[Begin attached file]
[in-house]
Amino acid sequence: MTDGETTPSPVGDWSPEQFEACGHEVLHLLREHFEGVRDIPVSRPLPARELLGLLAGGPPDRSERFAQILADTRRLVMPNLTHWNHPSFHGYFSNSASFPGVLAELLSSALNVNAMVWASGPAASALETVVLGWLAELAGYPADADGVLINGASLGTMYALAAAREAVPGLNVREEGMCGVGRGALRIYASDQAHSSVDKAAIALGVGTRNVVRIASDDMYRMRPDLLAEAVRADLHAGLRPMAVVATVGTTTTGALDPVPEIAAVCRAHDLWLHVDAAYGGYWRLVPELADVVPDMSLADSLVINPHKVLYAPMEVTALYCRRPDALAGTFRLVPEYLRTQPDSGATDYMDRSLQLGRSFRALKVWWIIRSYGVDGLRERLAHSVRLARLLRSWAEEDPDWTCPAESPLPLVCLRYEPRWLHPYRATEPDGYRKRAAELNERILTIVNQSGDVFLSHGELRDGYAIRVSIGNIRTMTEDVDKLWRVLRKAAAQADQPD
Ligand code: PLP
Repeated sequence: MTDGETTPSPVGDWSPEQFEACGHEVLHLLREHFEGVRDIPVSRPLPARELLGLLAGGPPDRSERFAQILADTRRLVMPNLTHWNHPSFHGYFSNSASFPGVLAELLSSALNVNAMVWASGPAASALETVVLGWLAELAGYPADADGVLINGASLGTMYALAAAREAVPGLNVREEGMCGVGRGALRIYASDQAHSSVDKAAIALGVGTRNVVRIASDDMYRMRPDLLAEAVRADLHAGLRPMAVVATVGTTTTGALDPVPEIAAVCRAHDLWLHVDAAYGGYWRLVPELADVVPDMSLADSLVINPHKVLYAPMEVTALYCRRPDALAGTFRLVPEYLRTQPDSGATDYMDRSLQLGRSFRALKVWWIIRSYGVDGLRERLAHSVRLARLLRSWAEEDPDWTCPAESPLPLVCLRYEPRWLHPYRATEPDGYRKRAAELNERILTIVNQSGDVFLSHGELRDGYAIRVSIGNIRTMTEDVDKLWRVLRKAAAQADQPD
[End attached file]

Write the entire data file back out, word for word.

[in-house]
Amino acid sequence: MTDGETTPSPVGDWSPEQFEACGHEVLHLLREHFEGVRDIPVSRPLPARELLGLLAGGPPDRSERFAQILADTRRLVMPNLTHWNHPSFHGYFSNSASFPGVLAELLSSALNVNAMVWASGPAASALETVVLGWLAELAGYPADADGVLINGASLGTMYALAAAREAVPGLNVREEGMCGVGRGALRIYASDQAHSSVDKAAIALGVGTRNVVRIASDDMYRMRPDLLAEAVRADLHAGLRPMAVVATVGTTTTGALDPVPEIAAVCRAHDLWLHVDAAYGGYWRLVPELADVVPDMSLADSLVINPHKVLYAPMEVTALYCRRPDALAGTFRLVPEYLRTQPDSGATDYMDRSLQLGRSFRALKVWWIIRSYGVDGLRERLAHSVRLARLLRSWAEEDPDWTCPAESPLPLVCLRYEPRWLHPYRATEPDGYRKRAAELNERILTIVNQSGDVFLSHGELRDGYAIRVSIGNIRTMTEDVDKLWRVLRKAAAQADQPD
Ligand code: PLP
Repeated sequence: MTDGETTPSPVGDWSPEQFEACGHEVLHLLREHFEGVRDIPVSRPLPARELLGLLAGGPPDRSERFAQILADTRRLVMPNLTHWNHPSFHGYFSNSASFPGVLAELLSSALNVNAMVWASGPAASALETVVLGWLAELAGYPADADGVLINGASLGTMYALAAAREAVPGLNVREEGMCGVGRGALRIYASDQAHSSVDKAAIALGVGTRNVVRIASDDMYRMRPDLLAEAVRADLHAGLRPMAVVATVGTTTTGALDPVPEIAAVCRAHDLWLHVDAAYGGYWRLVPELADVVPDMSLADSLVINPHKVLYAPMEVTALYCRRPDALAGTFRLVPEYLRTQPDSGATDYMDRSLQLGRSFRALKVWWIIRSYGVDGLRERLAHSVRLARLLRSWAEEDPDWTCPAESPLPLVCLRYEPRWLHPYRATEPDGYRKRAAELNERILTIVNQSGDVFLSHGELRDGYAIRVSIGNIRTMTEDVDKLWRVLRKAAAQADQPD